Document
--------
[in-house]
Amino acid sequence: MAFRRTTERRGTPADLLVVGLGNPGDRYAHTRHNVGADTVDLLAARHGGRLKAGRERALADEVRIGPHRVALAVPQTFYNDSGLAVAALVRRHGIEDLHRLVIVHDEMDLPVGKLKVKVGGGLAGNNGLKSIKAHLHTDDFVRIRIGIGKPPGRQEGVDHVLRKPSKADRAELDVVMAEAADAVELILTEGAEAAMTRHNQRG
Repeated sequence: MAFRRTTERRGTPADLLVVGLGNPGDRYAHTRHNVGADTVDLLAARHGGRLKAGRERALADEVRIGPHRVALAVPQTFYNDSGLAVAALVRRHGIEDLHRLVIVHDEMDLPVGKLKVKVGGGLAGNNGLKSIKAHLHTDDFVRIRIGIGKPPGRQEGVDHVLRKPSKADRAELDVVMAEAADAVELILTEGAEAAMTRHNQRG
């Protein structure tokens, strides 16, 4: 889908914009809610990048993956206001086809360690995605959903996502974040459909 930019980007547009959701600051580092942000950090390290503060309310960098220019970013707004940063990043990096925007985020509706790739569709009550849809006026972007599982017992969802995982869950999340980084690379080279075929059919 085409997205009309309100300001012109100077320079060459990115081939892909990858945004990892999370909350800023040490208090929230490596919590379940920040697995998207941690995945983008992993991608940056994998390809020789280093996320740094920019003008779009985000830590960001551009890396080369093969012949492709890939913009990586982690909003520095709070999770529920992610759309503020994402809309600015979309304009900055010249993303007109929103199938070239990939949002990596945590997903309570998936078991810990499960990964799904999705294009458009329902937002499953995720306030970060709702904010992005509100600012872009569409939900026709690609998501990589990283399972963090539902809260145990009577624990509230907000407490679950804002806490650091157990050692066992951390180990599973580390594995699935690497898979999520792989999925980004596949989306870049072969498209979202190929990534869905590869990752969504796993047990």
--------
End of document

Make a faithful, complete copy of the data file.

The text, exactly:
[in-house]
Amino acid sequence: MAFRRTTERRGTPADLLVVGLGNPGDRYAHTRHNVGADTVDLLAARHGGRLKAGRERALADEVRIGPHRVALAVPQTFYNDSGLAVAALVRRHGIEDLHRLVIVHDEMDLPVGKLKVKVGGGLAGNNGLKSIKAHLHTDDFVRIRIGIGKPPGRQEGVDHVLRKPSKADRAELDVVMAEAADAVELILTEGAEAAMTRHNQRG
Repeated sequence: MAFRRTTERRGTPADLLVVGLGNPGDRYAHTRHNVGADTVDLLAARHGGRLKAGRERALADEVRIGPHRVALAVPQTFYNDSGLAVAALVRRHGIEDLHRLVIVHDEMDLPVGKLKVKVGGGLAGNNGLKSIKAHLHTDDFVRIRIGIGKPPGRQEGVDHVLRKPSKADRAELDVVMAEAADAVELILTEGAEAAMTRHNQRG
């Protein structure tokens, strides 16, 4: 889908914009809610990048993956206001086809360690995605959903996502974040459909 930019980007547009959701600051580092942000950090390290503060309310960098220019970013707004940063990043990096925007985020509706790739569709009550849809006026972007599982017992969802995982869950999340980084690379080279075929059919 085409997205009309309100300001012109100077320079060459990115081939892909990858945004990892999370909350800023040490208090929230490596919590379940920040697995998207941690995945983008992993991608940056994998390809020789280093996320740094920019003008779009985000830590960001551009890396080369093969012949492709890939913009990586982690909003520095709070999770529920992610759309503020994402809309600015979309304009900055010249993303007109929103199938070239990939949002990596945590997903309570998936078991810990499960990964799904999705294009458009329902937002499953995720306030970060709702904010992005509100600012872009569409939900026709690609998501990589990283399972963090539902809260145990009577624990509230907000407490679950804002806490650091157990050692066992951390180990599973580390594995699935690497898979999520792989999925980004596949989306870049072969498209979202190929990534869905590869990752969504796993047990």